Simple Raised-Bed Garden Directions

Overview

A raised-bed garden requires more initial work than conventional garden beds, and it can cost a little more to fill the beds with growing medium, but the extra work pays off big dividends year after year. Raised-bed gardens require less weeding and less water, and usually result in bigger crops. They also eliminate a lot of the stooping and kneeling associated with maintaining and harvesting traditional garden beds. Plants enjoy raised beds for the warmth and better air circulation they provide.

Step 1

Select a location that receives full sun, has good drainage and is protected from strong winds.

Step 2

Till the soil in the areas where you will place the gardening bed frames. Use a rototiller, going over the area once in one direction, and again in the other direction to break up the soil and loosen it for planting. If a rototiller is not available, use a shovel to loosen the soil and turn it over, then rake the soil so it is even. It is not necessary to till the areas outside of where you plan to place the planter boxes.

Step 3

Set the frames on the ground over the area that you just tilled. Move soil either under the bottom edges or away from them to make the frames sit level. Push soil against the outer edges to keep the frames level and in place.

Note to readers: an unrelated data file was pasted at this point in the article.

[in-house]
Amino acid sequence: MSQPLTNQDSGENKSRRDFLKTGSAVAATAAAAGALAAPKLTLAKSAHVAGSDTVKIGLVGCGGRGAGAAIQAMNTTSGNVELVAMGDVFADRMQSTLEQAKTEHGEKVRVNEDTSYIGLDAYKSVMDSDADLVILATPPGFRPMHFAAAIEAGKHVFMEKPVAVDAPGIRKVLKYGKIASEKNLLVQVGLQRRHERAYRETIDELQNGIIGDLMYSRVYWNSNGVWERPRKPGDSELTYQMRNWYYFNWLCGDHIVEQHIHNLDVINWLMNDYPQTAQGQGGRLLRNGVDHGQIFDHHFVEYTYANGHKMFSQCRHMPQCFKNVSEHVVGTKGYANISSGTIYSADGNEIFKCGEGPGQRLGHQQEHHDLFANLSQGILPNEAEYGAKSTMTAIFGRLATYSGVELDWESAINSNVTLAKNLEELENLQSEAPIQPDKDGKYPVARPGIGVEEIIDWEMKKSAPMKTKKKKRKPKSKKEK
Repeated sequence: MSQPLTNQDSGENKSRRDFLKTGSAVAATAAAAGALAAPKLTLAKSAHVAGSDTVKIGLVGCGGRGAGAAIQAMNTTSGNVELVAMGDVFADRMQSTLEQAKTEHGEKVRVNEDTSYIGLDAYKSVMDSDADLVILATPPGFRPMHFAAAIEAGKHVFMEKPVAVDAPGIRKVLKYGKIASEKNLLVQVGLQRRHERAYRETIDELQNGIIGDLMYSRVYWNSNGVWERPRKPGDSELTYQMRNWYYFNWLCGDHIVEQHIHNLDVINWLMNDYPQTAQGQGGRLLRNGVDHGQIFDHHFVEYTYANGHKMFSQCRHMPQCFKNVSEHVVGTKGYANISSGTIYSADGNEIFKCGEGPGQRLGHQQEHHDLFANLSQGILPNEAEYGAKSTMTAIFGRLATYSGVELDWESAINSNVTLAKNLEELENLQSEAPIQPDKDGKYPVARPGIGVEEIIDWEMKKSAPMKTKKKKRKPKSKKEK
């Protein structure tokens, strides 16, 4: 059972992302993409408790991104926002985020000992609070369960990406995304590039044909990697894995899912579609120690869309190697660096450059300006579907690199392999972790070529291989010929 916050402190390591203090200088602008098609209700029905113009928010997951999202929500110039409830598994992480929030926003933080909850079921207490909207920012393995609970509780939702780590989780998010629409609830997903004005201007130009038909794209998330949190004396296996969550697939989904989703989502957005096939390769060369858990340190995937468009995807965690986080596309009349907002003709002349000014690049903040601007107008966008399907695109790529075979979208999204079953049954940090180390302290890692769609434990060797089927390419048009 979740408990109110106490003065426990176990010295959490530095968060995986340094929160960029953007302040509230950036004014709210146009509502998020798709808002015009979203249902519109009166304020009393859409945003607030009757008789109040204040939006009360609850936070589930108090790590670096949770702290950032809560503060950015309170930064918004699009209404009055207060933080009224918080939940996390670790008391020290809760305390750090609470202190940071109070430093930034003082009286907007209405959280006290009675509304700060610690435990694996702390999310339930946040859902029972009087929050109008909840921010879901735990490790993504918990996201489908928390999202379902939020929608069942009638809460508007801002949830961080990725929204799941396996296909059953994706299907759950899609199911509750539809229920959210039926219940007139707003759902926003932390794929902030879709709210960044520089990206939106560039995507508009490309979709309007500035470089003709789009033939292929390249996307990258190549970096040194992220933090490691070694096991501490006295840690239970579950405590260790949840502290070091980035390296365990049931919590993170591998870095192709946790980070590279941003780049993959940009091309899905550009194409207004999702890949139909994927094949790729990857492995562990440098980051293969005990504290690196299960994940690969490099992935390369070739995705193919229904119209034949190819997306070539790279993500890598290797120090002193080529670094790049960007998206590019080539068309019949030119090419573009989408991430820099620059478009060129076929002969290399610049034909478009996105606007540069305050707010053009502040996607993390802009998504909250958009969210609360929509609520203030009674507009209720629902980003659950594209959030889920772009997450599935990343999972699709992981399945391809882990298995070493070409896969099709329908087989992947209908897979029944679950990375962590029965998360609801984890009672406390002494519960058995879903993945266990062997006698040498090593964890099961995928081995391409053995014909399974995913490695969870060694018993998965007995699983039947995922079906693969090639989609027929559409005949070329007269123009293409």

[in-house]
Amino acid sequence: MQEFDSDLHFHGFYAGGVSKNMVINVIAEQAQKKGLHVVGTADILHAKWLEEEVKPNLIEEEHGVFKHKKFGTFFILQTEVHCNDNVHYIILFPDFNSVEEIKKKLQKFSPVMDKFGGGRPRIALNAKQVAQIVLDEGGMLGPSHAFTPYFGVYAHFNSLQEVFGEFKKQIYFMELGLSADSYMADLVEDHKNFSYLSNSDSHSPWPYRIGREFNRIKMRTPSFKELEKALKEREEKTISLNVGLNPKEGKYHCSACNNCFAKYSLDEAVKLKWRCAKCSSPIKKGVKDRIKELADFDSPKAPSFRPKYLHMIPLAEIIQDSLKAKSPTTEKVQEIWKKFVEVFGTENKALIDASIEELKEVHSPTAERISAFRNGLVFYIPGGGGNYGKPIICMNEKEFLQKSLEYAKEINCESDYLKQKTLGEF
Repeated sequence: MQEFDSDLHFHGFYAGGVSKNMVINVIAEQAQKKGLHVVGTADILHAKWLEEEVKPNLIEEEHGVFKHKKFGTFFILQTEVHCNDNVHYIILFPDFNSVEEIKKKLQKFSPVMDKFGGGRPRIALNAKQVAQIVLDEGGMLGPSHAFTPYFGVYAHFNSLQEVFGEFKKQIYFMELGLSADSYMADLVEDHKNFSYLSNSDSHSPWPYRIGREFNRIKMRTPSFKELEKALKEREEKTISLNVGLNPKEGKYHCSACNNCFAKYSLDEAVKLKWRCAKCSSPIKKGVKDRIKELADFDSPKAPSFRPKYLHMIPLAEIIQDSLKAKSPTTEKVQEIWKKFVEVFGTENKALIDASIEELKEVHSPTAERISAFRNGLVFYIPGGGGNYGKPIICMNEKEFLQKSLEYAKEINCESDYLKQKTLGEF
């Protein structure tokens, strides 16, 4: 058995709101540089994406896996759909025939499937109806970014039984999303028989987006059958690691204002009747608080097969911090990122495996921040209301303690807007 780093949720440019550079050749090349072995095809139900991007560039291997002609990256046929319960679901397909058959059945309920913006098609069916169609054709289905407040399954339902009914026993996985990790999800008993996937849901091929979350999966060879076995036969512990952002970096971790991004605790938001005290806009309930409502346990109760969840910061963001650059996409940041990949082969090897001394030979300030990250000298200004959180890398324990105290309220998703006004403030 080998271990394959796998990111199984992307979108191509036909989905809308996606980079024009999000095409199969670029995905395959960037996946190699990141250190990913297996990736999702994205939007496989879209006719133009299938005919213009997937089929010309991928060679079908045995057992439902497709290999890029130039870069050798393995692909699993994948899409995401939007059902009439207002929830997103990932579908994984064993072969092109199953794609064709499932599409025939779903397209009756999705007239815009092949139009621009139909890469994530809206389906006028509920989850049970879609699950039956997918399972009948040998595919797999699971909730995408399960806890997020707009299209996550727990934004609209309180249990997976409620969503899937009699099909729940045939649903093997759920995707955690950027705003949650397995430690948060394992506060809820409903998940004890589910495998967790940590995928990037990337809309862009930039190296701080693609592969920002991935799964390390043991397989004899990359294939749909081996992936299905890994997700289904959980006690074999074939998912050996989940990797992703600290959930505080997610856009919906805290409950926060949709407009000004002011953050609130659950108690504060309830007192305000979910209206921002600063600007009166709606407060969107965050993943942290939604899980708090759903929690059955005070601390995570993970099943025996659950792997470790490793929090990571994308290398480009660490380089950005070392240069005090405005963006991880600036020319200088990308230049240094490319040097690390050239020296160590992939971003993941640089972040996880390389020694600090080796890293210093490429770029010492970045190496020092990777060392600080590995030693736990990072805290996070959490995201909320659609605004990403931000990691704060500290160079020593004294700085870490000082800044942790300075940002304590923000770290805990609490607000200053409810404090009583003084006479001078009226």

Step 4

Mix together gardening soil, sand and peat moss or compost in equal parts in a wheelbarrow, or in a large pile next to the raised bed frames if a wheelbarrow is not available. The easiest way to mix the soil is to add a few shovelfuls of each component, stir them together with the shovel, and then add a few more shovelfuls of each component, continuing until all the soil is mixed.

Step 5

Fill the frames to the top with the soil mixture. Do not tamp down or compact the mixture, but fill the frames loosely with the soil.

Step 6

Water the soil until it is moist all the way to the bottom of the frame. This will settle the soil, or compact it slightly in the frame so that a few inches of space is created between the top of the soil and the top of the frame. This will allow room for watering after planting without water spilling over the edges.

Step 7

Add additional soil if necessary. If the soil settles more than 3 to 4 inches below the top of the garden bed frame, add more soil.

Step 8

Plant vegetables and flowers as desired.

Tips and Warnings

  • Don't tamp down or walk on the soil in the raised bed. The loose soil provides a number of advantages, including better air circulation and ease of weeding that would be lost if it becomes compacted.

Things You'll Need

  • Bed frames
  • Tiller
  • Garden soil
  • Sand
  • Peat moss or compost

References

  • Texas A&M Agrilife Extension: Building A Raised Bed Garden
Keywords: raised bed garden, raised-bed garden directions, garden in raised-beds

About this Author

Carlye Jones is a journalist, freelance writer, photographer and novelist, with more than 15 years of experience. She enjoys sharing her expertise on home improvements, interior decorating, photography, gardening and traveling. Her work has appeared both in print and on numerous websites, such as Matador Travel. Carlye received her training at Northern Arizona University.